by Phuong Mai
Noted record-holder creates new version of monochord
Traditional musician Mai Dinh Toi devoted an entire year making small changes to Viet Nam's one-string traditional instrument dan bau, often used in folk music performances and as an accompaniment at poetry readings.
Toi, who in 2012 was recognised by the Asia Book of Records for creating unique musical instruments, presented his new dan bau to player Hoang Cam in HCM City this week.
Toi says his changes make the instrument easier to play. The dan bau is made of four bamboo parts, a wooden rod, half of a coconut-shell, and a silk string.
"Because of its construction, the dan bau can only make a sound when musicians pluck a fixed position on the string. But now they can pluck anywhere on the string," the 56-year-old artist says.
He cites his love for both the instrument and his wife, who is a professional dan bau player, as motivation for changing the monochord.
"My work is just a tiny thing in promoting traditional music," he says.
Toi, a native of the northern province of Thanh Hoa, graduated from the Viet Nam Academy of Music in 1983 with an emphasis in folk music.
In 1992, he won the silver medal for his performance of flute and drums using his mouth and feet (an act that took him seven years to perfect) at the National Musical Instrument Performance Festival.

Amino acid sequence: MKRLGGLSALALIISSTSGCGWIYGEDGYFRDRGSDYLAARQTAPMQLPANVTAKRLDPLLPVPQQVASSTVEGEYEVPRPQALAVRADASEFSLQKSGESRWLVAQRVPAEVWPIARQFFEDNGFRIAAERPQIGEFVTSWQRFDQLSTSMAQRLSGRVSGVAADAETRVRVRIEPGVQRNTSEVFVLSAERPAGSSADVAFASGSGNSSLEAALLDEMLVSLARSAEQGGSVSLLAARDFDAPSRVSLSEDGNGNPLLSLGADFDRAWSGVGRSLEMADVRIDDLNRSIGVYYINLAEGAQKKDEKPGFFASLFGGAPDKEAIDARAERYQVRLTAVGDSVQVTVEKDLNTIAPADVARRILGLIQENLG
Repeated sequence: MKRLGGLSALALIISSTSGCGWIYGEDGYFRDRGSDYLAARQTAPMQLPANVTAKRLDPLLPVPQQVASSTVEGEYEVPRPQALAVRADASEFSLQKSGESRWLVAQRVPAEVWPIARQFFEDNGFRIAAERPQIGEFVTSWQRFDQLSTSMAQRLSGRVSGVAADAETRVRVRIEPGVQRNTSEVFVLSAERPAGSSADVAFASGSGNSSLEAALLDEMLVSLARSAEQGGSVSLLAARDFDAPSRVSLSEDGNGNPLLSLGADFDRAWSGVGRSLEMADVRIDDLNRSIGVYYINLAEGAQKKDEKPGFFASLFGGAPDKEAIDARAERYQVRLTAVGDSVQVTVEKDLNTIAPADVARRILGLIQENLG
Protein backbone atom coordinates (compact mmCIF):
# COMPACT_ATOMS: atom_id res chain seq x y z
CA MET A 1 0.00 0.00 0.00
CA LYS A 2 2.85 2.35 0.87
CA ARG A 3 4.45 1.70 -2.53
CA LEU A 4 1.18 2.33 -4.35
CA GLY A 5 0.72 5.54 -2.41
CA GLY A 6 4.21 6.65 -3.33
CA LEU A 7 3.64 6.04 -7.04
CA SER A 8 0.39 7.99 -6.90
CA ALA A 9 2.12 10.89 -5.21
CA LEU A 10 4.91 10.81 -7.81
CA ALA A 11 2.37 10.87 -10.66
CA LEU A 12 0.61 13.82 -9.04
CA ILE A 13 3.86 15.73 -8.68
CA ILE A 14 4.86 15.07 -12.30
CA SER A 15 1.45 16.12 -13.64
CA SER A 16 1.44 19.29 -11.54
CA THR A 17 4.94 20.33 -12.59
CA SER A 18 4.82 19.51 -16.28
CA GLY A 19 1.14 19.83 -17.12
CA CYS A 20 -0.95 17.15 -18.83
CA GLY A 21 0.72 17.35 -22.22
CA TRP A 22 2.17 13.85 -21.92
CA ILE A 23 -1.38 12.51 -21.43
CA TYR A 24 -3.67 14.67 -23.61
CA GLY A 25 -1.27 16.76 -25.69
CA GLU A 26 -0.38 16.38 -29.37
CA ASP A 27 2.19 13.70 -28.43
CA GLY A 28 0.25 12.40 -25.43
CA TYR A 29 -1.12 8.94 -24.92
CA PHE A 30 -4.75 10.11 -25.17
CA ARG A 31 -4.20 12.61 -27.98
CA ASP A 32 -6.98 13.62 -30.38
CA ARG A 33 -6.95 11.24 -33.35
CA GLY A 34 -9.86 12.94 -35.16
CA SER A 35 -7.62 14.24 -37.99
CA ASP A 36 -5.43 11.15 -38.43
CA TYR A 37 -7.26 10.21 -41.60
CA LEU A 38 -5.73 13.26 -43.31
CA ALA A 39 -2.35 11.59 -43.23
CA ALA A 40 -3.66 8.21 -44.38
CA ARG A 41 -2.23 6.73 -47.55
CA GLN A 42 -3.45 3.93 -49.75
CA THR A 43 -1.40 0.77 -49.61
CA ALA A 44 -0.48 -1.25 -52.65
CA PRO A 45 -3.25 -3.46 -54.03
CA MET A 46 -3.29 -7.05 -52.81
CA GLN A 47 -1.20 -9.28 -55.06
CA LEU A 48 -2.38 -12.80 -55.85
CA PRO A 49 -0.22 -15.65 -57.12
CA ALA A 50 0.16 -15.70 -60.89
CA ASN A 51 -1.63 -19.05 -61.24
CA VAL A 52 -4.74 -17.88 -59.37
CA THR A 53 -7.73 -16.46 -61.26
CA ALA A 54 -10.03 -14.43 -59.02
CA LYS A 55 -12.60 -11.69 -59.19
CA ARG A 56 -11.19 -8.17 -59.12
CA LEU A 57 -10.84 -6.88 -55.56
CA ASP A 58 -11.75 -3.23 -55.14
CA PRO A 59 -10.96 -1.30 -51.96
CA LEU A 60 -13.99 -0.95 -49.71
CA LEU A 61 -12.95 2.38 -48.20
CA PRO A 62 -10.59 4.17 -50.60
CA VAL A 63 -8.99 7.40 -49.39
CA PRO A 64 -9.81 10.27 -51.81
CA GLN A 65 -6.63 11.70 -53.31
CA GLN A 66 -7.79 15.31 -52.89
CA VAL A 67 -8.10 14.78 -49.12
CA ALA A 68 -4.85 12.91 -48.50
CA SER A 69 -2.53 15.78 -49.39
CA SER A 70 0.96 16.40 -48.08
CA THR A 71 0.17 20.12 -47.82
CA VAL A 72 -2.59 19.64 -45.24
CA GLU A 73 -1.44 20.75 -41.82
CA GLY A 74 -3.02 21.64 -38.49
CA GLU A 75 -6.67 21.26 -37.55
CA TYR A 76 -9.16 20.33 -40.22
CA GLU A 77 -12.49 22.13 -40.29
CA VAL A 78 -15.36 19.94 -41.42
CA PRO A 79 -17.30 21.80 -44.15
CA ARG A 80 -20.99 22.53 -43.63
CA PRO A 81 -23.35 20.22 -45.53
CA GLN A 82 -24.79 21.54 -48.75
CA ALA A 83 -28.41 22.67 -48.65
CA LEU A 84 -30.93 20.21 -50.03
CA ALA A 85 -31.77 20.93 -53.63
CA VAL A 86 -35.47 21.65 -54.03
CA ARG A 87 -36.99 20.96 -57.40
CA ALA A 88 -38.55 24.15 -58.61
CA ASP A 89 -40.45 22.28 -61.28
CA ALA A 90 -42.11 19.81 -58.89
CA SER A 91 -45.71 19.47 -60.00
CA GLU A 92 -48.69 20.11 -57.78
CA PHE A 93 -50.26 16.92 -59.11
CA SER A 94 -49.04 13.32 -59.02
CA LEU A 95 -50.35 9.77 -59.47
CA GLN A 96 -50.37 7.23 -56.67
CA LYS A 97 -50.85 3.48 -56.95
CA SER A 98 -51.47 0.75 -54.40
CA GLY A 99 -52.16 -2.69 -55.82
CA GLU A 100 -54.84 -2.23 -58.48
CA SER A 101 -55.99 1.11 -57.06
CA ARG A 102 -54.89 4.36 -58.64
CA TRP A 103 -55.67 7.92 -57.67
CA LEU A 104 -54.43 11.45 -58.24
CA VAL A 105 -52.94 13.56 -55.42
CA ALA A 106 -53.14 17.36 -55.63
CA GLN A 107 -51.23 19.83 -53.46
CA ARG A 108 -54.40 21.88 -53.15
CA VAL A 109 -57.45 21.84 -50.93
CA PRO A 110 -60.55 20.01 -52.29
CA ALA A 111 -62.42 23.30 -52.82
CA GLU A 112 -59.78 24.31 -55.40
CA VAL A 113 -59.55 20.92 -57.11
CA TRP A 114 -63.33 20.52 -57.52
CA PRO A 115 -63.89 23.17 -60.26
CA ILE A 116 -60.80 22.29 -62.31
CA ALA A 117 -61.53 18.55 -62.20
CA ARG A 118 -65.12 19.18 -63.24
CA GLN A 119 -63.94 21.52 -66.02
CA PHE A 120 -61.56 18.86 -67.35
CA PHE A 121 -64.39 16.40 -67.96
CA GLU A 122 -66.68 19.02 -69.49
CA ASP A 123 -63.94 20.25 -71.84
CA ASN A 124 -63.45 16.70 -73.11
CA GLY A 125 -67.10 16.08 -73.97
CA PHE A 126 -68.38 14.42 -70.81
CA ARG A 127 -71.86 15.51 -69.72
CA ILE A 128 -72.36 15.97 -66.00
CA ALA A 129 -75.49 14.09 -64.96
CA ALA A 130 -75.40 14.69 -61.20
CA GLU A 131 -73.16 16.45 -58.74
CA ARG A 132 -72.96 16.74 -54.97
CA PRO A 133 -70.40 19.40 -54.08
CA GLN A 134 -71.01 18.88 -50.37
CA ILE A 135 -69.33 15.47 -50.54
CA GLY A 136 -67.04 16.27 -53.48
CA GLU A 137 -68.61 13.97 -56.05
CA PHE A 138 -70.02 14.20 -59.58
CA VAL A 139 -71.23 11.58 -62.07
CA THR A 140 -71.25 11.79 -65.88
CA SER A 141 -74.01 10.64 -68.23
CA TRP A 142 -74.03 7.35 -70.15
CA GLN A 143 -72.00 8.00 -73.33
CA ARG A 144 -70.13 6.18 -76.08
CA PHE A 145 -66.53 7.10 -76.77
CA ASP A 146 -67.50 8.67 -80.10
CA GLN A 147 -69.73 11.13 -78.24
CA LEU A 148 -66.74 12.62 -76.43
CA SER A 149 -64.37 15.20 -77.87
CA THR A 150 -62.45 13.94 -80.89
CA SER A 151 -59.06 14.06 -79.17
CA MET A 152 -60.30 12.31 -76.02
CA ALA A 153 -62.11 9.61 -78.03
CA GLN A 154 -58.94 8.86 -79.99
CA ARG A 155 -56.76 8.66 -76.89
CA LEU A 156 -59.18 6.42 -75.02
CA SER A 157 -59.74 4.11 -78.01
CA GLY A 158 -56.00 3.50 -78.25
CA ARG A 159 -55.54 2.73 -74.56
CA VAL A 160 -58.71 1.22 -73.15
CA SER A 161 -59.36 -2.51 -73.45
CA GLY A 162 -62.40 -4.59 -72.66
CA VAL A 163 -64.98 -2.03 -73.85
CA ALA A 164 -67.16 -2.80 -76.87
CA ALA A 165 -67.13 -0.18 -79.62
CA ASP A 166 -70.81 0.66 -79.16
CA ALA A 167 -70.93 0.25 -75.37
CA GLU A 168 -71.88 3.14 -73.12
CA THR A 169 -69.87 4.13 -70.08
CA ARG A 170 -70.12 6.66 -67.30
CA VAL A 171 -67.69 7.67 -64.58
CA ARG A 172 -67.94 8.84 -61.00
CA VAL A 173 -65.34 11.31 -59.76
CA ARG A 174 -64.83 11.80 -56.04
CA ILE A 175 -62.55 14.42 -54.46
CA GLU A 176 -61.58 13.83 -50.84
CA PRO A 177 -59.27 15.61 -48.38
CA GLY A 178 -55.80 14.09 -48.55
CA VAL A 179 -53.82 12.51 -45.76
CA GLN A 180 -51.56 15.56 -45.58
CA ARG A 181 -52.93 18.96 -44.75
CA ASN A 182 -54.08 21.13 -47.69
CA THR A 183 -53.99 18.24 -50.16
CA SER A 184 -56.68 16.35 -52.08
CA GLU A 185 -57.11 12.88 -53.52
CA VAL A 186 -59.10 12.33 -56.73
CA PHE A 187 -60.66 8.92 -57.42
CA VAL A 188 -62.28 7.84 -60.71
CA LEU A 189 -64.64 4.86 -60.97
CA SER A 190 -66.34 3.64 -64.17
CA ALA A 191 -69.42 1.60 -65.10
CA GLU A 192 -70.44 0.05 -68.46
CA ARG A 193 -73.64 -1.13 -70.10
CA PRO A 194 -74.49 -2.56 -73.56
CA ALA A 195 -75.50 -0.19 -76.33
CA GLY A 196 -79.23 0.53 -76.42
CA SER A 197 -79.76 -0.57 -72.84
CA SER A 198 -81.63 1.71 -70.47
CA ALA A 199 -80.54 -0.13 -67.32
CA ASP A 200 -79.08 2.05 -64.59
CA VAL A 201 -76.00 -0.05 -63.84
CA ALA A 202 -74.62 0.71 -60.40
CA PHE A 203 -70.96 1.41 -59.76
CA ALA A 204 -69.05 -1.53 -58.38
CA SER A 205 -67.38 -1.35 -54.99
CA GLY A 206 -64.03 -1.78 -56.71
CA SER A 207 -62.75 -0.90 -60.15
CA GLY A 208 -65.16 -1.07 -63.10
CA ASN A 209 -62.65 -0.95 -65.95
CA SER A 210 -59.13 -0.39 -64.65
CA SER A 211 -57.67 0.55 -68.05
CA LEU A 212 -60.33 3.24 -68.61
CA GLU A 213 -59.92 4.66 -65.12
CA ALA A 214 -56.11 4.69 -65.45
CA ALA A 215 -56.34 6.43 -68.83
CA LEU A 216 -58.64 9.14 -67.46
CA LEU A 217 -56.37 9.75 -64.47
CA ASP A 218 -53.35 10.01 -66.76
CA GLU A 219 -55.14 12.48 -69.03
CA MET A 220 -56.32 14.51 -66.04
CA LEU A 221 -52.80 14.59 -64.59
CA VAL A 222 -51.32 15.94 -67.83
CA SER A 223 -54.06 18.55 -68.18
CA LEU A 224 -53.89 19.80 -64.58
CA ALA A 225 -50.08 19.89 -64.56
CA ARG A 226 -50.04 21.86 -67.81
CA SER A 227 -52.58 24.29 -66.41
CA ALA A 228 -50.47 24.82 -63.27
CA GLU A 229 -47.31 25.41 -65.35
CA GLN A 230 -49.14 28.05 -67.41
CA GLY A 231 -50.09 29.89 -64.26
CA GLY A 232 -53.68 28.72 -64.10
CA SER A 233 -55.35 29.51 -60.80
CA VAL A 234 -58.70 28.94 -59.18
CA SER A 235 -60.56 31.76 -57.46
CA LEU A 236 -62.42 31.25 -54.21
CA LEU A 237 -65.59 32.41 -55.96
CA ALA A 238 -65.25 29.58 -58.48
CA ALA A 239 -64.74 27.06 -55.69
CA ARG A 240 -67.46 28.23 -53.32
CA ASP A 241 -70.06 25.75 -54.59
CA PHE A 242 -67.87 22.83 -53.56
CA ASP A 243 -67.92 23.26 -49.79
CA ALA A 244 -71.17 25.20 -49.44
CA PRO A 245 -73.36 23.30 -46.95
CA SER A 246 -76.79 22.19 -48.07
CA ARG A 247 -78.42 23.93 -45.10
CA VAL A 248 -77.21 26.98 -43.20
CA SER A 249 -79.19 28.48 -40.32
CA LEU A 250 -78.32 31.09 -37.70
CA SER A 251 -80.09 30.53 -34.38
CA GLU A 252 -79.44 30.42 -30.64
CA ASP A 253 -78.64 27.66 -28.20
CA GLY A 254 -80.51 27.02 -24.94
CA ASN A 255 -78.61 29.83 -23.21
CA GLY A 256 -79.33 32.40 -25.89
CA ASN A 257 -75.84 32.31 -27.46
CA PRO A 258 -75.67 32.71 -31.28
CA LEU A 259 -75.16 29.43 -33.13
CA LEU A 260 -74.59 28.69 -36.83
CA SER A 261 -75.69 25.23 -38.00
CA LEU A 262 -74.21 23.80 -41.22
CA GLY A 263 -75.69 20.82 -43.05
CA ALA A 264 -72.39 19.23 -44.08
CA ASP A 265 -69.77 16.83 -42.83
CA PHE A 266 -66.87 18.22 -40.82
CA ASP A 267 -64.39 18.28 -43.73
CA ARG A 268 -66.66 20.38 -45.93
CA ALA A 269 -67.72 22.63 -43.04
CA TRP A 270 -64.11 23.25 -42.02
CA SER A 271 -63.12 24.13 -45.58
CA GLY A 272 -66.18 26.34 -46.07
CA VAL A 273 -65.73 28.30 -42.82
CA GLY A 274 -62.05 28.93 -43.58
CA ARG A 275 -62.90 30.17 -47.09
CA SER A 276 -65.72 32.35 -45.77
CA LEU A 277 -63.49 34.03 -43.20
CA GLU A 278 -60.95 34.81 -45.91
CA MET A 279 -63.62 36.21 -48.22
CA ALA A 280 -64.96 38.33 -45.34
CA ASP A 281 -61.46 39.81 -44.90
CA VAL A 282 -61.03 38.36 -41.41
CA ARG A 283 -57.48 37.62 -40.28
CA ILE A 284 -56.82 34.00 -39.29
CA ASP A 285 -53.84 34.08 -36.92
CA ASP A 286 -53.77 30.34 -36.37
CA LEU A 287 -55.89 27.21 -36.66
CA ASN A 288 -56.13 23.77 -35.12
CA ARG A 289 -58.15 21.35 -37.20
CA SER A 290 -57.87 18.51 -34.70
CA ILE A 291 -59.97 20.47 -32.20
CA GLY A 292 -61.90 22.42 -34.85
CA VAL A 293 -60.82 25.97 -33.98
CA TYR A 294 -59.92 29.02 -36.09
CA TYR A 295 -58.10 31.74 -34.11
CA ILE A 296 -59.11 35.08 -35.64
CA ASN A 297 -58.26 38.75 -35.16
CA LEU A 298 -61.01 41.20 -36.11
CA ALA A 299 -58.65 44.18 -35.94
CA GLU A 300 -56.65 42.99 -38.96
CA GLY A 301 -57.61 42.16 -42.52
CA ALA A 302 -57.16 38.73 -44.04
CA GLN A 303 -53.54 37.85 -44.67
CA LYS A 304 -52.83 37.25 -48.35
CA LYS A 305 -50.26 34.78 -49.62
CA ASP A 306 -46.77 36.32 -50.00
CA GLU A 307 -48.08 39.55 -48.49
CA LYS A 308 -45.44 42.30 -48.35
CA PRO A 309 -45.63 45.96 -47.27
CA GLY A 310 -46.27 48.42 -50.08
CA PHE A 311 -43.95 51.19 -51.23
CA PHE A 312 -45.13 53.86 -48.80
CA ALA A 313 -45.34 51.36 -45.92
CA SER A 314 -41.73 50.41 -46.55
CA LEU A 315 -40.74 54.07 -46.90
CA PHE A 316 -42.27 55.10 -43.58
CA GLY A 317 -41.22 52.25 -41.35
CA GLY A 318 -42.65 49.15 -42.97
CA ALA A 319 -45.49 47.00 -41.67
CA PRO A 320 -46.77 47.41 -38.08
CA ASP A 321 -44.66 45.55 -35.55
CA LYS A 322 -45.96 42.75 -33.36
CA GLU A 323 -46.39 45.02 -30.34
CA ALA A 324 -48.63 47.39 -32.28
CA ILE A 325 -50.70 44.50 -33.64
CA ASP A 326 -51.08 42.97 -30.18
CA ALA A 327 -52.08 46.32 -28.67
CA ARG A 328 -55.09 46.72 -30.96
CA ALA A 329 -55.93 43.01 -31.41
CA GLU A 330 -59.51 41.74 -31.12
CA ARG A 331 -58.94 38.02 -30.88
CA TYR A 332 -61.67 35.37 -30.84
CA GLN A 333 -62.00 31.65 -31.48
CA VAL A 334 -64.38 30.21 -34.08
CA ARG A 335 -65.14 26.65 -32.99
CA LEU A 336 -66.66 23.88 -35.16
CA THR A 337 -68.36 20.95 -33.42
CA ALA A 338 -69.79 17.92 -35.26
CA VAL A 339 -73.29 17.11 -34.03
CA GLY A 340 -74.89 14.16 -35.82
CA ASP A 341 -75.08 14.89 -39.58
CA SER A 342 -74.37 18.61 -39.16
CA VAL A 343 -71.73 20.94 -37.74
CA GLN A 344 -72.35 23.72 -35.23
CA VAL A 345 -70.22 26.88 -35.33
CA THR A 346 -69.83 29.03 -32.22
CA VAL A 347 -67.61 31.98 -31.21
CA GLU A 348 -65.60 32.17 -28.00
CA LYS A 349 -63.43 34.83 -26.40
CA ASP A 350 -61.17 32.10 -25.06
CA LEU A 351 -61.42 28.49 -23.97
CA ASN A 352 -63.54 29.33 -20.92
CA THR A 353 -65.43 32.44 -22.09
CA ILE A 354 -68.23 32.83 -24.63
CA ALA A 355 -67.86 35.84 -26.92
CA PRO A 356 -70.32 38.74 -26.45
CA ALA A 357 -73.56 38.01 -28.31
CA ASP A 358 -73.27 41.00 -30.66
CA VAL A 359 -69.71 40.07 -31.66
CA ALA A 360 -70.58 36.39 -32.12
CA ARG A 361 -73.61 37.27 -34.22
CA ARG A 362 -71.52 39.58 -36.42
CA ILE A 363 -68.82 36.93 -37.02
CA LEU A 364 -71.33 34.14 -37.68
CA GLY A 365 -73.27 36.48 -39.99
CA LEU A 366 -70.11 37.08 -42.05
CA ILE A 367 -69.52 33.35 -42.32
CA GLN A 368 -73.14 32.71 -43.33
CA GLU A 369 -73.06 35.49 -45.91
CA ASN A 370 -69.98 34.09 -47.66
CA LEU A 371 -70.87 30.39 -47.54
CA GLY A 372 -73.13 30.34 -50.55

Since then, he has practised music in different ways, including playing the flute with his nose. He has created more than 10 musical instruments made of various materials like water pipes, bowls, bottles and glasses.
Toi has performed in Viet Nam and 30 other countries, including the US, France and the UK.
Artist Huu Luan, director of the HCM City Performance Organising and Filming Centre, says his company will use the new dan bau at its traditional music performances in front of the city's Opera House every Saturday and Sunday morning.
New theatre offers ‘enjoy first, pay later' ticket service
The entrance ticket for Tam Ngoc Home Theatre in HCM City's District 10 is an empty envelope imprinted with the sentence "Mat ve ra cua phat 30 ngan dong" (You will be fined VND30,000 if the ticket is lost).
Pham Vu Kien, the theatre's director, explains that the "enjoy first, pay later" service encourages audiences to attend performances, after which they can return the envelope with or without money.
"Our policy aims to bring people, especially the poor and students, to the theatre," Kien says.
"We also want to hear opinions about our performances."
Nguyen Quynh Trang, a student at the HCM City University of Social Sciences and Humanities, who see one of the plays, is impressed: "The play was so good. But we could give back only about VND10,000-30,000."
Kien says the envelopes collected after the show usually contain between VND10,000 and 50,000, and sometimes even 500,000.
"Some people do not leave money, but they leave apologies and encouragement," he says.
"Although the ticket sales can only handle our operation fees, we're happy and proud of our work."
The Tam Ngoc Theatre opened last October with 450 seats and modern visual and audio technologies. Its latest play is the horror comedy Coi U Me (The World of Delusion) directed by Hoang Duan, depicting family and marital problems.
The theatre is open from Thursday to Sunday. — VNS